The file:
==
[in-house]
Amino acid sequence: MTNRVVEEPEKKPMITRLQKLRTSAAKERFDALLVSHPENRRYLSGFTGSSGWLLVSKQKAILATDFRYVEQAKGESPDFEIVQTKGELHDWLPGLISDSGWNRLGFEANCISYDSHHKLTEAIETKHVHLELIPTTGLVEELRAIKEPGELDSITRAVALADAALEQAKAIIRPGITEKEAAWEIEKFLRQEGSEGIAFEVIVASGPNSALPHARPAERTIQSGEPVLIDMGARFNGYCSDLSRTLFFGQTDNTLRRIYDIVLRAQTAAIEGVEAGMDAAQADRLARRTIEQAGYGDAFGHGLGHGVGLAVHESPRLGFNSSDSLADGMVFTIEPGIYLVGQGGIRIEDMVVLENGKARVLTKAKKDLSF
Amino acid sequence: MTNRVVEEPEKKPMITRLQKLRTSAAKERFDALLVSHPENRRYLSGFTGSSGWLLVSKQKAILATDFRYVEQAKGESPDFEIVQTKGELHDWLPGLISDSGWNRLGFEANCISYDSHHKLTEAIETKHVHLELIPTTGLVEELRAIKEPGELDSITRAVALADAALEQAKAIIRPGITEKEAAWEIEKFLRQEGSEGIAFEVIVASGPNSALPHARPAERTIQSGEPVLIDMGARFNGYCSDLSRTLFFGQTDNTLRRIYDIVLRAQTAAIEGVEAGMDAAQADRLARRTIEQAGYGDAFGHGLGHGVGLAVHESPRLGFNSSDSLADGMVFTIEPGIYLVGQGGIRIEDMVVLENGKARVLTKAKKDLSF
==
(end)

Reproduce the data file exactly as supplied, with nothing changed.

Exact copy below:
[in-house]
Amino acid sequence: MTNRVVEEPEKKPMITRLQKLRTSAAKERFDALLVSHPENRRYLSGFTGSSGWLLVSKQKAILATDFRYVEQAKGESPDFEIVQTKGELHDWLPGLISDSGWNRLGFEANCISYDSHHKLTEAIETKHVHLELIPTTGLVEELRAIKEPGELDSITRAVALADAALEQAKAIIRPGITEKEAAWEIEKFLRQEGSEGIAFEVIVASGPNSALPHARPAERTIQSGEPVLIDMGARFNGYCSDLSRTLFFGQTDNTLRRIYDIVLRAQTAAIEGVEAGMDAAQADRLARRTIEQAGYGDAFGHGLGHGVGLAVHESPRLGFNSSDSLADGMVFTIEPGIYLVGQGGIRIEDMVVLENGKARVLTKAKKDLSF
Amino acid sequence: MTNRVVEEPEKKPMITRLQKLRTSAAKERFDALLVSHPENRRYLSGFTGSSGWLLVSKQKAILATDFRYVEQAKGESPDFEIVQTKGELHDWLPGLISDSGWNRLGFEANCISYDSHHKLTEAIETKHVHLELIPTTGLVEELRAIKEPGELDSITRAVALADAALEQAKAIIRPGITEKEAAWEIEKFLRQEGSEGIAFEVIVASGPNSALPHARPAERTIQSGEPVLIDMGARFNGYCSDLSRTLFFGQTDNTLRRIYDIVLRAQTAAIEGVEAGMDAAQADRLARRTIEQAGYGDAFGHGLGHGVGLAVHESPRLGFNSSDSLADGMVFTIEPGIYLVGQGGIRIEDMVVLENGKARVLTKAKKDLSF